COLUMBUS, Ohio—As a Republican leader in the House of Representatives, Rep. Deborah Pryce of Ohio literally wrote the book on selling President Bush's controversial plan to partly privatize Social Security.
That's turned her into a target for a Democratic campaign that's seeking to transform the issue of privatizing Social Security once again into the electrified third rail of American politics—fatal to those who dare touch it.
It helps explain why Pryce is in her toughest re-election fight in a dozen years. She's the highest-ranking member of the House Republican leadership who's threatened with possible defeat.
She's not alone. Many of the Republicans caught in close re-election battles this fall are on the defensive over Bush's proposal to let younger workers divert some of their Social Security taxes to personally managed accounts.
Some, such as Sen. Rick Santorum, R-Pa., were out front in pushing the plan and defend it today as the only way to fix the retirement program. He co-wrote a book with Pryce telling fellow Republicans how to market the proposal.
Others are running from it.
Rep. Clay Shaw, R-Fla., for example, argues that he never wanted to divert Social Security taxes into personally managed accounts as Bush did. "I have disagreed with the president on this particular matter," Shaw says in a television ad.
Republican Rick O'Donnell, who's seeking to hold a Republican seat in suburban Denver, says his thinking now is "better informed" than when he pushed to abolish the program altogether. "I was just 24 years old," O'Donnell said, blaming youthful exuberance for a paper he wrote titled "For Freedom's Sake, Eliminate Social Security."
Pryce also has changed her mind, saying she now would vote against Bush's idea of personally managed Social Security accounts.
"The country didn't buy the president's plan," she said in an interview. "I'm a representative. If my constituents don't like it, I'm not supposed to vote for it."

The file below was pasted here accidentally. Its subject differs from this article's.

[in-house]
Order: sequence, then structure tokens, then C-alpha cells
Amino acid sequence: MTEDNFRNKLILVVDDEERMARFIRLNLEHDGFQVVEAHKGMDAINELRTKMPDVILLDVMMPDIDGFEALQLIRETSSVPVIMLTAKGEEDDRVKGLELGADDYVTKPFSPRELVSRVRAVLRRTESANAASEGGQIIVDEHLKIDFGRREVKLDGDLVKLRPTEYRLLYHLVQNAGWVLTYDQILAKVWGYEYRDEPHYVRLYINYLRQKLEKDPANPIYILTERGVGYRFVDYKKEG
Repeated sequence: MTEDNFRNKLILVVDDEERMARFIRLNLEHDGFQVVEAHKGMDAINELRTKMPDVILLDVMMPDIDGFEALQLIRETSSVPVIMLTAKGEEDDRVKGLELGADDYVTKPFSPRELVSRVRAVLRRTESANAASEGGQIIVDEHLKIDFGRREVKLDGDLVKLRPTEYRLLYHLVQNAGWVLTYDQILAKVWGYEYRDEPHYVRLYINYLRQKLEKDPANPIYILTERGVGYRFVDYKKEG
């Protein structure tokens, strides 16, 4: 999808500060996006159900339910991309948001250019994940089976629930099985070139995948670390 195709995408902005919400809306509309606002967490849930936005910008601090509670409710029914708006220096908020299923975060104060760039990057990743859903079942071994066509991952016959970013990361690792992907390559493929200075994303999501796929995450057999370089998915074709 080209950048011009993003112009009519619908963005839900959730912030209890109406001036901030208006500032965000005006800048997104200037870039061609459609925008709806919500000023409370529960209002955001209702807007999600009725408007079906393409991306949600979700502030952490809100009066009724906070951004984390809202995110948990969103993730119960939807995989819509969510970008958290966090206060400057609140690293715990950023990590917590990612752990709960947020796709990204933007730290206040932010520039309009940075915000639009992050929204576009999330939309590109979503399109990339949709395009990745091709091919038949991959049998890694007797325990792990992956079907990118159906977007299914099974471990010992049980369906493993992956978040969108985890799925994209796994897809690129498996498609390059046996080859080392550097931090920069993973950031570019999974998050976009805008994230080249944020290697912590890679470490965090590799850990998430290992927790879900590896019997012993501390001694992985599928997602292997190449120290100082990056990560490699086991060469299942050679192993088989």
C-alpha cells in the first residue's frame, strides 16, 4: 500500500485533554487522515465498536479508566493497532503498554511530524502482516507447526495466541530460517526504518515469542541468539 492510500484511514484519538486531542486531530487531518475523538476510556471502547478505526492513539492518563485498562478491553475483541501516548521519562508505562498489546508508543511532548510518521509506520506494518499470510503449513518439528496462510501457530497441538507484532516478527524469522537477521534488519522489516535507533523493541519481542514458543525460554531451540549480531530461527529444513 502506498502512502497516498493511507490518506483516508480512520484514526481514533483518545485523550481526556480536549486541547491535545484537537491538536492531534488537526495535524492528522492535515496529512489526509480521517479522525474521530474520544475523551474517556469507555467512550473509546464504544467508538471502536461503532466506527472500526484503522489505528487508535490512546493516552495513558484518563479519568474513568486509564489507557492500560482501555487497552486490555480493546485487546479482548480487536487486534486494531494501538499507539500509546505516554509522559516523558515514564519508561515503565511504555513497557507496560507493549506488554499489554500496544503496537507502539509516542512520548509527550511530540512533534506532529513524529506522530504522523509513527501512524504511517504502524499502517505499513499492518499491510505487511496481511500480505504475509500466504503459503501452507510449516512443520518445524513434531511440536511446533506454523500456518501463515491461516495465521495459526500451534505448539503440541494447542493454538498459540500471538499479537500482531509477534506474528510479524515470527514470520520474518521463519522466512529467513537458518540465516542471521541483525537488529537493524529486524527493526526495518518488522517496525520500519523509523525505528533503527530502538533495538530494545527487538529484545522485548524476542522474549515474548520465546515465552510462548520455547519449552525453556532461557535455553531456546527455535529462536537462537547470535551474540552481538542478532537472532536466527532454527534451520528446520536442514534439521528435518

Pryce is the chairwoman of the House Republican Conference and thus the fourth highest in the party's House leadership.
Her shift underscores a return to a more traditional landscape on the issue, when politicians proposed big changes in Social Security at their peril.
Bush changed that—temporarily—by talking about his plans and still managing to win in 2000 and 2004. So did Republicans such as Pryce and Santorum.
Then Bush pushed Congress to enact something in 2005—and it failed. The more he spoke about it, the less popular it got.
"Deborah Pryce was a leader in the effort to help President Bush privatize Social Security," said Mary Jo Kilroy, a county commissioner and the Democrat who's challenging Pryce. "The president's plan was a resounding failure. The people had their eyes opened."
That reaction last year is what's turning Social Security back into the third rail for Republicans this year, said Sarah Feinberg, a spokeswoman for the Democratic Congressional Campaign Committee, which finances Democratic House campaigns.
"We've never stopped talking about it and don't intend to. We don't want people to forget," Feinberg said. "We have pushed hard with Democratic candidates to talk about it. It's a very good issue for Democrats to talk about."
The Democratic campaign doesn't offer much in the way of alternatives, however, focusing largely on labeling the Bush plan as "privatizing."
"Folks mainly are saying they're taking privatization off the table. Then they'll take it from there," Feinberg said.
"It's not a crisis right now," said Kilroy, noting that Social Security won't exhaust its reserves until 2040 under current forecasts. Left unchanged, the system then would be forced to cut benefits or raise taxes.
Her solution? Balance the federal budget, stop using today's surplus of Social Security revenues to finance other government programs and "put together some experts and economists to make some suggestions."
Though he no longer talks about it in detail as he did in 2004, Bush wants to take up Social Security again after November's elections. White House aides are considering using a commission—appointed in cooperation with Congress and including Democrats—to find a solution.
Yet this year's politics could make the policy debate next year even more difficult than it was last year.
"Unfortunately, the way this is being discussed clouds the real issue," said Brian McGuire, the legislative director for the AARP, the senior citizens' group.
He said candidates who decried privatization misled voters since no one proposed a complete privatization and that it was unlikely to be proposed next year either. And few, if any, are debating the genuine merits of the proposals that have been made.
"The chances are slim," he said, of getting a thoughtful debate in Congress next year.
"You get one candidate attacking and one running for cover," added former Rep. Tim Penny, D-Minn., who served on Bush's Commission to Strengthen Social Security and is now a member of For Our Grandchildren, a group that advocates changes in Social Security.
"It's not a healthy discussion of the issue."
For more on the two Ohio U.S. House campaigns, go to www.pryce4congress.com and kilroyforcongress.com
For more on the two advocacy groups, go to www.aarp.org and www.forourgrandchildren.org
(c) 2006, McClatchy-Tribune Information Services.
Need to map